As presidential hopeful Beto O'Rourke took the stage for the first of this week's debates, he was skewered by the Twitter account @PixelatedBoat for one of his recurring talking points. "I may not have talent or credentials," the Twitter user wrote on top of a screengrab of O'Rourke. "But what I do have is a simple message that resonates with voters in the heartland: I should get to be president because I was in an unsuccessful band with Cedric Bixler-Zavala."
While his stance on healthcare may be hard to parse, and his overall messaging tends to be a bit vague and populist, this post highlights one thing that is clear about O'Rourke: he puts a lot of value in the time he spent traveling in vans across Texas with Foss, his post-hardcore band with At the Drive-In and Mars Volta singer Bixler-Zavala, playing shows in, like, churches, warehouses, and crowded basements. Recently, as Mashable points out, his team updated the "Meet Beto" page on his campaign website, with a video that features him talking about that period of his life at length. Titled "Beto's Punk Years," it features the candidate talking discovering the Clash in the 8th grade, spending his youth trading tapes and records. He suggests that spending time in a community of "misfits and fuckups and weirdos" inspired a DIY ethic that he's able to apply to his campaign for president. He's not afraid to get in a van and pound the pavement—to drum up support by going to the people, or whatever.
It's a compelling talking point if you take it at face value—grassroots organizing is at the heart of both DIY music scenes and in large-scale political upheaval—but as @PixelatedBoat's post gestures at, it's something he's really harped on a lot over the last few years, first in his losing campaign for Ted Cruz's senate seat and now as he fights for an even bigger role on the national stage. Dating back as far as 2017, he's been bringing his punk history up every chance he gets.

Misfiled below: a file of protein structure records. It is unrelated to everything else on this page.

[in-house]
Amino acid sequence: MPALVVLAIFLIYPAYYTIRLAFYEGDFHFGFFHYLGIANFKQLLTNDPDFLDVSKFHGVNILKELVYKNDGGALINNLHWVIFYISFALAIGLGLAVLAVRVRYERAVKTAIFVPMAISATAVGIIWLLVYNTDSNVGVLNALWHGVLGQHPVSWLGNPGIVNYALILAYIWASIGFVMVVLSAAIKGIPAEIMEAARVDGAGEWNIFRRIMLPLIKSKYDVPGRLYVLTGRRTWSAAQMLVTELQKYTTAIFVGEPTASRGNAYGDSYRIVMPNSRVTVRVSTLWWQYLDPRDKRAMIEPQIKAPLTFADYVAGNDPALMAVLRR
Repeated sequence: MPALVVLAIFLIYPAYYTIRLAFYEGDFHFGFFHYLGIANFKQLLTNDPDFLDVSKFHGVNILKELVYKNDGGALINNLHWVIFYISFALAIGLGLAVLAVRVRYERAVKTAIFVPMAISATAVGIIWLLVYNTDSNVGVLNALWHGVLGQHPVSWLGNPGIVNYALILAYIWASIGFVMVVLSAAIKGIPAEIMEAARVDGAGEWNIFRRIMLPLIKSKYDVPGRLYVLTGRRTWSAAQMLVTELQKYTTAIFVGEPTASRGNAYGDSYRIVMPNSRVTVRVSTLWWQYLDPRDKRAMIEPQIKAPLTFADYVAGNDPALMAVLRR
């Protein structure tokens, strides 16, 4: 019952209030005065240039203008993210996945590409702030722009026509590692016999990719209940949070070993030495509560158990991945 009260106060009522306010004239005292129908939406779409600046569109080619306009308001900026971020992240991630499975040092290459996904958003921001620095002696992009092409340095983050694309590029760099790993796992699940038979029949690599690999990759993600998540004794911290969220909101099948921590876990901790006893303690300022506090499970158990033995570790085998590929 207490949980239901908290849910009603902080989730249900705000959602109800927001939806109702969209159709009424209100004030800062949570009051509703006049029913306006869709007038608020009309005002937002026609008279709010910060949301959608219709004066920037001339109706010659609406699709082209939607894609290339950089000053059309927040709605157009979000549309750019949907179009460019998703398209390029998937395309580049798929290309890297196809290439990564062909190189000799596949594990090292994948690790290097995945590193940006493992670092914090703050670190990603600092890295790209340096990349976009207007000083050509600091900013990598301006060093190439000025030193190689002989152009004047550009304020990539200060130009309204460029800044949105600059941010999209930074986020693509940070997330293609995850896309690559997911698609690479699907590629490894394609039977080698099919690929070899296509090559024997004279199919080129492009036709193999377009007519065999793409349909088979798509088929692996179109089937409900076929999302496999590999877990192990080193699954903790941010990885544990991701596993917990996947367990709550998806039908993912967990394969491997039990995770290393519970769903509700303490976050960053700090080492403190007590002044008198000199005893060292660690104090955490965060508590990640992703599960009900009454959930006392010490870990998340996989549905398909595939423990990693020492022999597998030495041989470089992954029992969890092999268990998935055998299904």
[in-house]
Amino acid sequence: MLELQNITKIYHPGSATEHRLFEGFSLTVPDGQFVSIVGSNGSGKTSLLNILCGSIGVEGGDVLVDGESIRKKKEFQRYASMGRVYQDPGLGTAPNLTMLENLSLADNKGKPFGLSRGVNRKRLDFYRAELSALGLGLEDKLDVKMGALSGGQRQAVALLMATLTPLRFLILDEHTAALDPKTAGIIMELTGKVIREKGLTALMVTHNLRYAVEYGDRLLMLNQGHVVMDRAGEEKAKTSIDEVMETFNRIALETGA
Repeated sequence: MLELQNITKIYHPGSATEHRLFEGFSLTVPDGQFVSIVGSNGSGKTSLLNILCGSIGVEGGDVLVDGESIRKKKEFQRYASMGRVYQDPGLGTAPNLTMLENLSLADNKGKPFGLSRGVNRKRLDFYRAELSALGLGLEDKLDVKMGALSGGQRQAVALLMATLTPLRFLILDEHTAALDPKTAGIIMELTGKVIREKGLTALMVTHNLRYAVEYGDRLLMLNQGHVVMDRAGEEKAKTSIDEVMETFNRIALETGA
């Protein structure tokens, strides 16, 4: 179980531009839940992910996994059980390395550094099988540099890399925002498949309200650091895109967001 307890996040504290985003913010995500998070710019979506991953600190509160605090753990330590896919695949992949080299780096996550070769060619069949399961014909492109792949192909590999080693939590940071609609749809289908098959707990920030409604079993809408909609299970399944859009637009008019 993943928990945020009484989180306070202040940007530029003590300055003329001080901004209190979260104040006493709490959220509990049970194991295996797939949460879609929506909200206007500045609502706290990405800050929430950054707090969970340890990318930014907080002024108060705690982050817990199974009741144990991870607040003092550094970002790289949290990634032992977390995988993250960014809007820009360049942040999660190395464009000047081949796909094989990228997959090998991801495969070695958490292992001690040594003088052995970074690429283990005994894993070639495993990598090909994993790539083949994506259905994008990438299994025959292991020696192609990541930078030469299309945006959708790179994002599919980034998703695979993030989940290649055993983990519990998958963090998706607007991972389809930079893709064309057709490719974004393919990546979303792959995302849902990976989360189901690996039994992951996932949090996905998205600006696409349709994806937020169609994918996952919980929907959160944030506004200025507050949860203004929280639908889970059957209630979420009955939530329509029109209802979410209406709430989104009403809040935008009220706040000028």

In 2017, O'Rourke did an interview with Spin specifically about his time in Foss, in which he waxed rhapsodic over his days ordering records out of the legendary punk zine Maximum Rock 'n' Roll. Last August, after the Texas GOP Twitter account attempted to own him for his time in Foss, O'Rourke did an interview with Rolling Stone about the project and shared one of the lost singles from that band, a wheezy lo-fi track called "Rise." Since then, he's appeared on Late Night With Seth Meyers talking about the Clash. He even made a playlist for VICE News of his favorite punk bands, which included The Exploding Hearts and Flamin' Groovies. It's an important enough theme for him that in the big Vanity Fair cover in which he announced his presidential campaign, he expounded on the ways that he's been inspired by D.C. punk legends Minor Threat and Fugazi.
“I have so much reverence for him and he means so much to me in my life,” O’Rourke said of Fugazi frontman Ian MacKaye. “He really did represent this super-ethical way, not just of being in a band, or running a label, or putting on shows, but of just living.”
Close readers of his proposed policies (and his past) have already pointed out some of the ways his ideologies might not always hold up to these supposed punk ethics. What would Ian MacKaye have to say, for example, of his battles with unions when he was a member of the El Paso City Council? Which raises some questions, if he's not going to live up to the standards that his punk ethos theoretically represents, what's the point of bringing it up so much? Is the idea that we're supposed to vote for a guy just because he's got a vinyl copy of Milo Goes to College?
Anyway, policing what "punk" means is pretty boring, especially in 2019, when it's really hard to not have your music-listening mediated through a tech mega-corp. But can we at least agree that there's hardly anything less punk than running for president?